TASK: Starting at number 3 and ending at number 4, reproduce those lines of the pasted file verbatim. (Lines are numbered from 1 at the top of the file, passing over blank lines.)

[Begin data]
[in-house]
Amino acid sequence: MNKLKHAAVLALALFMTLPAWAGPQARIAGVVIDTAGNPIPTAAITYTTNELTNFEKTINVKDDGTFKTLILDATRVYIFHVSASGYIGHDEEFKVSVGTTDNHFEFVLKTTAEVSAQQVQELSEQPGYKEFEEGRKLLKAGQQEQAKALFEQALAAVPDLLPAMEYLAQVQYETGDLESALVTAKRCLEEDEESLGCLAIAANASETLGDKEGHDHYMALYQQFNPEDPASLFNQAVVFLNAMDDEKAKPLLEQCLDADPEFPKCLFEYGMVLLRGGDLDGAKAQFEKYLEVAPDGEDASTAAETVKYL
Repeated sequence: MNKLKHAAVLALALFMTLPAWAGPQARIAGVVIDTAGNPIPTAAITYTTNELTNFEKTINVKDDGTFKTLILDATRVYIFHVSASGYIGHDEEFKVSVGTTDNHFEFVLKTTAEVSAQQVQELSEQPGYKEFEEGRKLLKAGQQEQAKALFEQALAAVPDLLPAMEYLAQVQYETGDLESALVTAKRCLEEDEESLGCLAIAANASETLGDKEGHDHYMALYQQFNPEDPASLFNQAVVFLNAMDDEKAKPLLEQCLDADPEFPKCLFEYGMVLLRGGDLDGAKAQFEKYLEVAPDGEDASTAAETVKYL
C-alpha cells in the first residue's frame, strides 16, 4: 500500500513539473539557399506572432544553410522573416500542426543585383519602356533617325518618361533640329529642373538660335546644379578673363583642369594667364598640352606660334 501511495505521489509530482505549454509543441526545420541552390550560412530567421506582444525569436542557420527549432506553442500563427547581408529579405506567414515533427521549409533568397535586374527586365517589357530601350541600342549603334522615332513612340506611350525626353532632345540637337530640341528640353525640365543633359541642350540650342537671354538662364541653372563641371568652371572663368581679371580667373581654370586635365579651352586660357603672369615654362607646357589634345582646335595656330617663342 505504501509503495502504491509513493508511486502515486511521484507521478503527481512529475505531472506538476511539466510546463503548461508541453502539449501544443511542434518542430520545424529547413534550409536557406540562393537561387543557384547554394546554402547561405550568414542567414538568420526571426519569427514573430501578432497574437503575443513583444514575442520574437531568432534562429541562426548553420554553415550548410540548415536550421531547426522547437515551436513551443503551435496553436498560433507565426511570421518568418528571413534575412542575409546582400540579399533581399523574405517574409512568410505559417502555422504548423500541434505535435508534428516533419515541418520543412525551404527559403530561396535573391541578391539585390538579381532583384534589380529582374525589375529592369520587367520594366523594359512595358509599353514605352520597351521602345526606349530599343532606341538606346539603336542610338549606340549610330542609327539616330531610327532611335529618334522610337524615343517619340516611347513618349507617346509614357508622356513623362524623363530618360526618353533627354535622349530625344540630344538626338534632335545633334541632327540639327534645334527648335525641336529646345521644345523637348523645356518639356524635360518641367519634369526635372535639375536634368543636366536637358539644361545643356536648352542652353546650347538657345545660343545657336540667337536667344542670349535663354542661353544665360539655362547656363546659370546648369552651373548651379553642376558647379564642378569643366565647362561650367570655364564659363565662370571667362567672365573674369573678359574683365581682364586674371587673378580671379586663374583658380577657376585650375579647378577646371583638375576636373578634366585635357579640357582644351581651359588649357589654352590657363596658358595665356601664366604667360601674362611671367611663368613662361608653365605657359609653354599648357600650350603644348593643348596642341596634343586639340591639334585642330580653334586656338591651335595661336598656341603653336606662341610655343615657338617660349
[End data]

Repeated sequence: MNKLKHAAVLALALFMTLPAWAGPQARIAGVVIDTAGNPIPTAAITYTTNELTNFEKTINVKDDGTFKTLILDATRVYIFHVSASGYIGHDEEFKVSVGTTDNHFEFVLKTTAEVSAQQVQELSEQPGYKEFEEGRKLLKAGQQEQAKALFEQALAAVPDLLPAMEYLAQVQYETGDLESALVTAKRCLEEDEESLGCLAIAANASETLGDKEGHDHYMALYQQFNPEDPASLFNQAVVFLNAMDDEKAKPLLEQCLDADPEFPKCLFEYGMVLLRGGDLDGAKAQFEKYLEVAPDGEDASTAAETVKYL
C-alpha cells in the first residue's frame, strides 16, 4: 500500500513539473539557399506572432544553410522573416500542426543585383519602356533617325518618361533640329529642373538660335546644379578673363583642369594667364598640352606660334 501511495505521489509530482505549454509543441526545420541552390550560412530567421506582444525569436542557420527549432506553442500563427547581408529579405506567414515533427521549409533568397535586374527586365517589357530601350541600342549603334522615332513612340506611350525626353532632345540637337530640341528640353525640365543633359541642350540650342537671354538662364541653372563641371568652371572663368581679371580667373581654370586635365579651352586660357603672369615654362607646357589634345582646335595656330617663342 505504501509503495502504491509513493508511486502515486511521484507521478503527481512529475505531472506538476511539466510546463503548461508541453502539449501544443511542434518542430520545424529547413534550409536557406540562393537561387543557384547554394546554402547561405550568414542567414538568420526571426519569427514573430501578432497574437503575443513583444514575442520574437531568432534562429541562426548553420554553415550548410540548415536550421531547426522547437515551436513551443503551435496553436498560433507565426511570421518568418528571413534575412542575409546582400540579399533581399523574405517574409512568410505559417502555422504548423500541434505535435508534428516533419515541418520543412525551404527559403530561396535573391541578391539585390538579381532583384534589380529582374525589375529592369520587367520594366523594359512595358509599353514605352520597351521602345526606349530599343532606341538606346539603336542610338549606340549610330542609327539616330531610327532611335529618334522610337524615343517619340516611347513618349507617346509614357508622356513623362524623363530618360526618353533627354535622349530625344540630344538626338534632335545633334541632327540639327534645334527648335525641336529646345521644345523637348523645356518639356524635360518641367519634369526635372535639375536634368543636366536637358539644361545643356536648352542652353546650347538657345545660343545657336540667337536667344542670349535663354542661353544665360539655362547656363546659370546648369552651373548651379553642376558647379564642378569643366565647362561650367570655364564659363565662370571667362567672365573674369573678359574683365581682364586674371587673378580671379586663374583658380577657376585650375579647378577646371583638375576636373578634366585635357579640357582644351581651359588649357589654352590657363596658358595665356601664366604667360601674362611671367611663368613662361608653365605657359609653354599648357600650350603644348593643348596642341596634343586639340591639334585642330580653334586656338591651335595661336598656341603653336606662341610655343615657338617660349